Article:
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Putin’s dilemma

4 March 2012

3:21 PM

4 March 2012

3:21 PM

If you enjoy scoring tiny but likely returns on your wagers, then how
about putting some money down on Vladimir Putin to win today’s presidential election in Russia? William Hill are currently offering odds of 1/100, if you’re interested. Like John Simpson, writing
for this week’s Spectator, they regard this as ‘Russia’s Coronation Day’. A near cert.

The rest of Simpson’s article is worth reading, but it’s his conclusion that we’ll pull out here. Putin, he says, will ‘walk it in the first round’ today, but his medium-term future
looks far less secure:

‘Russia is changing. It can’t simply be told to shut up any more. Soon — not within six years, perhaps, but probably within 12 — people who regard themselves as
middle-class will outnumber the traditional, malleable masses. When a BBC programme vox-popped people in Moscow the other day about the supposed assassination plot against Putin, they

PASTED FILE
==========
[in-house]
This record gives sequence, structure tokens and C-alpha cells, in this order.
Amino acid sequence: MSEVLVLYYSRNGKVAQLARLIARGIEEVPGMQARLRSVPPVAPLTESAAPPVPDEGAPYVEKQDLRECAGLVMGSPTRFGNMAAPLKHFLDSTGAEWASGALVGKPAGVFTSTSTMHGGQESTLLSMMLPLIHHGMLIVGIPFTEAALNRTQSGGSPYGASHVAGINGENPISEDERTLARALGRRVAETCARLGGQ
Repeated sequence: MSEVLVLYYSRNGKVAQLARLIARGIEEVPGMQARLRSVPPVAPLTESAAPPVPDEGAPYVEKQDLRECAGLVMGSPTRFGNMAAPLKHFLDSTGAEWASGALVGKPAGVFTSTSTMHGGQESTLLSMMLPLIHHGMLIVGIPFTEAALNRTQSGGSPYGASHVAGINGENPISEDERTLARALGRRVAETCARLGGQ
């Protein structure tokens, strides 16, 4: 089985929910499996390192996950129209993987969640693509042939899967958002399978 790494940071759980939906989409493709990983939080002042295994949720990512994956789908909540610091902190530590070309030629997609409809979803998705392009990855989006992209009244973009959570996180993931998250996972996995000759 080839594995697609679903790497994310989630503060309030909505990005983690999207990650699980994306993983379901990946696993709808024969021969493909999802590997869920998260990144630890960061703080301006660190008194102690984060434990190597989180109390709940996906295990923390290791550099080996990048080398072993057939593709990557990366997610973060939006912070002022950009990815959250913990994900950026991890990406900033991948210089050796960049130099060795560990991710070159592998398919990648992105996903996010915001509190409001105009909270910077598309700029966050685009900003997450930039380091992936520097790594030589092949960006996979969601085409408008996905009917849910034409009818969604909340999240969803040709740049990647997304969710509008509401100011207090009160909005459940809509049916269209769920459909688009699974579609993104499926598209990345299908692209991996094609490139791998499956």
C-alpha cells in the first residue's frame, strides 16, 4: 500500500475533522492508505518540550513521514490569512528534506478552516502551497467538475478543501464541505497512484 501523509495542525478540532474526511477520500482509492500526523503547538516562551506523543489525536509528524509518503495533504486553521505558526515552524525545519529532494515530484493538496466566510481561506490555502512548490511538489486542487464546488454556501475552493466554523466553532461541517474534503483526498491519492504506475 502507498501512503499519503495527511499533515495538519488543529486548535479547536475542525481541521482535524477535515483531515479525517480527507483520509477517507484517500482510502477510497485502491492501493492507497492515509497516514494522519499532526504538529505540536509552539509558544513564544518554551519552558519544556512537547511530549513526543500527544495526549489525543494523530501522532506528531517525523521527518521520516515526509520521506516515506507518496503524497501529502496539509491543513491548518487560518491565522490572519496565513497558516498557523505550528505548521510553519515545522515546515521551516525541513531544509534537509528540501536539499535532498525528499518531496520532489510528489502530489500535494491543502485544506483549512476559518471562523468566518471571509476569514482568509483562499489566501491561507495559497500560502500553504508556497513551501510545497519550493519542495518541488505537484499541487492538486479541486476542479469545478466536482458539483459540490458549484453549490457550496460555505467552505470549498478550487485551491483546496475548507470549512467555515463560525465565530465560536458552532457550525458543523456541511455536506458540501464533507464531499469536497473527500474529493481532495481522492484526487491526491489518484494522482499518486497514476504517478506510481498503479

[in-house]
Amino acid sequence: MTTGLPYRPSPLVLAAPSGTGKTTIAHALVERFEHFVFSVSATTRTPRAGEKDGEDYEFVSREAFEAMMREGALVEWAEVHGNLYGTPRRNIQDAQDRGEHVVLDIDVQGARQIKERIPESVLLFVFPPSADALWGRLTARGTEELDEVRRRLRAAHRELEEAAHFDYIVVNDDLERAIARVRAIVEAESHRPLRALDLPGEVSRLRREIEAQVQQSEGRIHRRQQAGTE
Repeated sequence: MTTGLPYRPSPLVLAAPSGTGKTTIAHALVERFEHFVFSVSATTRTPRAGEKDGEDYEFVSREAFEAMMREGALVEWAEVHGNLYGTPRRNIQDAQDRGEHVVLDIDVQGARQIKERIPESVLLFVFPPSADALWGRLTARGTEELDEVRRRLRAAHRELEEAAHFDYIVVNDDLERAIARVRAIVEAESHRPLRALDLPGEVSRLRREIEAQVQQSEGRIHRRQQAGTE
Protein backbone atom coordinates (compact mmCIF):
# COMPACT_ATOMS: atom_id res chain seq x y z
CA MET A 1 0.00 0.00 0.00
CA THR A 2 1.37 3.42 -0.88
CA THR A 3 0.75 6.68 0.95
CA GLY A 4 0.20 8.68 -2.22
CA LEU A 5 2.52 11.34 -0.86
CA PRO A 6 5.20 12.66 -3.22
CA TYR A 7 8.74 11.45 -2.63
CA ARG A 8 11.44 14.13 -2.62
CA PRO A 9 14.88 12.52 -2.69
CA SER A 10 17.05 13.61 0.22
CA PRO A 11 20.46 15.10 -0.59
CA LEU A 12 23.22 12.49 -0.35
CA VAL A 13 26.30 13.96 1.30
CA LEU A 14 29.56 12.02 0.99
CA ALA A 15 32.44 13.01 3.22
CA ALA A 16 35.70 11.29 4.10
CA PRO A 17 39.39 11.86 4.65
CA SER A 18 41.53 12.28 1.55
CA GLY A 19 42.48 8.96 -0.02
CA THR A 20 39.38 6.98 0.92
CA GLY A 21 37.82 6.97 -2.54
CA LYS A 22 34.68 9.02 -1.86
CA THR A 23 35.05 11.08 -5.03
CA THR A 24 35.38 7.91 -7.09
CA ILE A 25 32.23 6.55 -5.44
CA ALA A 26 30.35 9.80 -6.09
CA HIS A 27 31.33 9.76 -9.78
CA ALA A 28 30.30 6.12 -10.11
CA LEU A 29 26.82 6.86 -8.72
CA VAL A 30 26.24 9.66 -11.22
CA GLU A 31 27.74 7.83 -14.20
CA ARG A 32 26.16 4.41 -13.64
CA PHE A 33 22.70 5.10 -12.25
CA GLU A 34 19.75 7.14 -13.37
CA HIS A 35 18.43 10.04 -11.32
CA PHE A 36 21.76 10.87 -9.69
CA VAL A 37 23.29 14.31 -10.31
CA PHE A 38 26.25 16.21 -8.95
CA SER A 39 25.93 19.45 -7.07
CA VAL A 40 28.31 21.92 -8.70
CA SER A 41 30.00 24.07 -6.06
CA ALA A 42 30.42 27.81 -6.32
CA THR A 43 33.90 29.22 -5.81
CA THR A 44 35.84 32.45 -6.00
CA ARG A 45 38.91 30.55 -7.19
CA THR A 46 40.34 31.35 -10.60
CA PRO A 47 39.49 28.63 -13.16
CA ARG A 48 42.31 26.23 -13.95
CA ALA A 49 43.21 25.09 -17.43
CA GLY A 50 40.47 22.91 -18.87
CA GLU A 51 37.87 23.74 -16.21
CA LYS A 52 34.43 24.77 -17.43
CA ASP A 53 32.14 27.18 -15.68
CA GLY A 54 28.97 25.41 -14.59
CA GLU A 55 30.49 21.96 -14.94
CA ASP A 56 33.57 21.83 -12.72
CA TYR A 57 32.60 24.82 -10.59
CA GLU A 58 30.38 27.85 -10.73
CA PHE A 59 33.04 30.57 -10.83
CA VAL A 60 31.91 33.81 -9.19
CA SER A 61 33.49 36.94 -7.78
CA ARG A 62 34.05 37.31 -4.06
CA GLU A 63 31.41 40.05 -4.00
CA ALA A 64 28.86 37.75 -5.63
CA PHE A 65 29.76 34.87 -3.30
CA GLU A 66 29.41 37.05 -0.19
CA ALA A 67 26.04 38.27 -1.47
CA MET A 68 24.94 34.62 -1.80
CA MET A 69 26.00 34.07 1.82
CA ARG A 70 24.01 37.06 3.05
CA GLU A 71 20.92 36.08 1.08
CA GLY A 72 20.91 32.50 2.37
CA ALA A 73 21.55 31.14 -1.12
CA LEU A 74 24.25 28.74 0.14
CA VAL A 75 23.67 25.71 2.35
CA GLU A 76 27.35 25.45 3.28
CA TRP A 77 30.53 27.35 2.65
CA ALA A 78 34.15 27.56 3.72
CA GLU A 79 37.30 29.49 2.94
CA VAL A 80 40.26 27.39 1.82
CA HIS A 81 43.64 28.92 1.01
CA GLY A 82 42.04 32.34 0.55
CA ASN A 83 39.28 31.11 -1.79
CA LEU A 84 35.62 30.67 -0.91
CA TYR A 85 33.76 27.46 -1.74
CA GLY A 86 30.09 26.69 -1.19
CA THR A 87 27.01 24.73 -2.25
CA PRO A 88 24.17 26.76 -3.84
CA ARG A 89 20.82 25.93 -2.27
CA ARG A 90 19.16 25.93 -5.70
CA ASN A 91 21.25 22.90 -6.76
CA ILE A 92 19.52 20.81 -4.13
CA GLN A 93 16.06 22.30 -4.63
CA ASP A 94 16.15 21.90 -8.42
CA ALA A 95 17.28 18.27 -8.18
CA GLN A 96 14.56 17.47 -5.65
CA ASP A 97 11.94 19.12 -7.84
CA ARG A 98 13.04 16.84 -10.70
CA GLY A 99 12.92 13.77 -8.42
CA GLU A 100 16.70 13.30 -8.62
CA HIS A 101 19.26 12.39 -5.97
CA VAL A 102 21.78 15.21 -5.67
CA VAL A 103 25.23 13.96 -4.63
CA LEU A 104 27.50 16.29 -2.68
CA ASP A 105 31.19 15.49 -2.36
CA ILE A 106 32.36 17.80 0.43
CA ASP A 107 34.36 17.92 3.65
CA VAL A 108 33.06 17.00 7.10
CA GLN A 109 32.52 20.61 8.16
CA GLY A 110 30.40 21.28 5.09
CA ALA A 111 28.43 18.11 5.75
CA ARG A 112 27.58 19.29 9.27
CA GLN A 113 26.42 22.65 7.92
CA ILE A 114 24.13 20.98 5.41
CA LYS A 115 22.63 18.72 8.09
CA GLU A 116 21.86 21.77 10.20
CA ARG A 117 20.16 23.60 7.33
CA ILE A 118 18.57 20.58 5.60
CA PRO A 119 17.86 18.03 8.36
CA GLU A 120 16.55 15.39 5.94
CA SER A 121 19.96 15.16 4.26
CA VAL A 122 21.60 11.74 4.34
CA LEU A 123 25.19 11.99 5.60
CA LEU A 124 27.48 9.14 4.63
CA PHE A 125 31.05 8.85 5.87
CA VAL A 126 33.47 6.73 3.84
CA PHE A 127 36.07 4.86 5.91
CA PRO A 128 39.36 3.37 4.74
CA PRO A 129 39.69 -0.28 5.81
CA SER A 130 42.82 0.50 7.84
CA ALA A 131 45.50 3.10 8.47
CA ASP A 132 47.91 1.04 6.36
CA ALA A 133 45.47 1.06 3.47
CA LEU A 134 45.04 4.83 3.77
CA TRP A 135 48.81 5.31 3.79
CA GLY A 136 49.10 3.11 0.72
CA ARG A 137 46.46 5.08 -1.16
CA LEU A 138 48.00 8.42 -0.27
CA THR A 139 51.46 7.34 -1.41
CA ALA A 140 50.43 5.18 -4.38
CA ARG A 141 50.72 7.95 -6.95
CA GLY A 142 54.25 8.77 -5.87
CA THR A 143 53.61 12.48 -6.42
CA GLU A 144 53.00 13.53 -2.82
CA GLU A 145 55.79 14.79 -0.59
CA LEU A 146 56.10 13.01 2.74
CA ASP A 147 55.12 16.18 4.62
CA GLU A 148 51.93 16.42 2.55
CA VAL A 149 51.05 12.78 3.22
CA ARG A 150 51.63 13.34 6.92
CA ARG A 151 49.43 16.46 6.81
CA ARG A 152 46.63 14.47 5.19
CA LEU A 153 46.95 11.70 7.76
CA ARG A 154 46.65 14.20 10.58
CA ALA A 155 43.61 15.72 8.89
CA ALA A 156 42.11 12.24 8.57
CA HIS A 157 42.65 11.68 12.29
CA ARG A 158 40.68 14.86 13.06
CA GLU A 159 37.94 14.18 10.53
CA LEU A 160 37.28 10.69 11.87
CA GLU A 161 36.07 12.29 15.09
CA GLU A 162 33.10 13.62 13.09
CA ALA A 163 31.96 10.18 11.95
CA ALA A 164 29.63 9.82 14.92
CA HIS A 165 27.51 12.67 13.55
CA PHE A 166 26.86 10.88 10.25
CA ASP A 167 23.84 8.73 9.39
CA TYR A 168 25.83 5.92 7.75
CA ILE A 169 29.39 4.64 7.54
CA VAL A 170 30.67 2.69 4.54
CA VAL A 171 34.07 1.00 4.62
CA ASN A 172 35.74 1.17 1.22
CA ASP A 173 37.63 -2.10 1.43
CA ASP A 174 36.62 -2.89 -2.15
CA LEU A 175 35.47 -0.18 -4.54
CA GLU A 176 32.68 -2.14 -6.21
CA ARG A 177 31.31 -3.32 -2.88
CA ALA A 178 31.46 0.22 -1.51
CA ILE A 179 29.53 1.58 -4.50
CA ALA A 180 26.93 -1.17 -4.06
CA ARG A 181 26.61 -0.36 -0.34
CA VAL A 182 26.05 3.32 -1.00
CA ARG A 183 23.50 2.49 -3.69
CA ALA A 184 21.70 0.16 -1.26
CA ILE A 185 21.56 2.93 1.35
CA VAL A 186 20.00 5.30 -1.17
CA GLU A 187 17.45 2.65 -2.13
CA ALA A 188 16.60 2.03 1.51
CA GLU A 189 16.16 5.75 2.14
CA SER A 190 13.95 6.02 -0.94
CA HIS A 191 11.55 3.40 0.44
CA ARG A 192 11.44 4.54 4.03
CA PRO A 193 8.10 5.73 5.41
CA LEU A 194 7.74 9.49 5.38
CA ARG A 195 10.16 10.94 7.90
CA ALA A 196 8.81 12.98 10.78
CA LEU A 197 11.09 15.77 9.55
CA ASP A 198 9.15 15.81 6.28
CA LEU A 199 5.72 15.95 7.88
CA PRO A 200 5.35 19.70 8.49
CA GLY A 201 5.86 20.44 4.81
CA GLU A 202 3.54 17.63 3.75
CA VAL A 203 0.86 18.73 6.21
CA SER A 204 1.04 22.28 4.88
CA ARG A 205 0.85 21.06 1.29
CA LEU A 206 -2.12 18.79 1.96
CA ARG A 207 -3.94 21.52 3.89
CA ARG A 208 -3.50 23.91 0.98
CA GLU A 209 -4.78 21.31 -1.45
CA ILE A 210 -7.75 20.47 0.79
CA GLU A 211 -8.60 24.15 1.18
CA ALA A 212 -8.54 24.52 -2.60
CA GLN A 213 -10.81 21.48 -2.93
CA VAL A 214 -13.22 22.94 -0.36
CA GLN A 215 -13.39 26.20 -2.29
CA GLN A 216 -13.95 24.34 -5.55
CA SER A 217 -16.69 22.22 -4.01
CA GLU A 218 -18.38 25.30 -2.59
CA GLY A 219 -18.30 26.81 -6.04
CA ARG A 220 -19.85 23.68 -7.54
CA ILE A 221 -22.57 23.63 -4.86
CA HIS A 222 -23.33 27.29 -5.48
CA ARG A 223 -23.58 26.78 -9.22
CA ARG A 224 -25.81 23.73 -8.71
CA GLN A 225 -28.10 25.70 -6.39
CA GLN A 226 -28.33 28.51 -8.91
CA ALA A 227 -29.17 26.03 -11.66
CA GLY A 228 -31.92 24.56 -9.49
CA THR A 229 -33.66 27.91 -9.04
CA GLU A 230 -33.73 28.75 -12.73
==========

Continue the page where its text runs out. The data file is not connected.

couldn’t find anyone who believed it. He’s a shoe-in at this election; but the shoe may not fit all that much longer.’

It’s a persuasive point, although I’d say it forms only half of Putin’s dilemma. As I’ve blogged before, Putin’s rule has largely been predicated on bringing propsperity and wealth to his
country. If that starts to slip — and there are signs that it might — then all of Russia’s voters may turn against him. But if he continues to deliver, then he could just be bolstering
the ranks of those discerning middle classes that Simpson writes about.

So far as his prospects are concerned, Putin has to strike a weird and fragile balance between economy and demography. The odds of him succeeding, in the end, are some way longer than 1/100.

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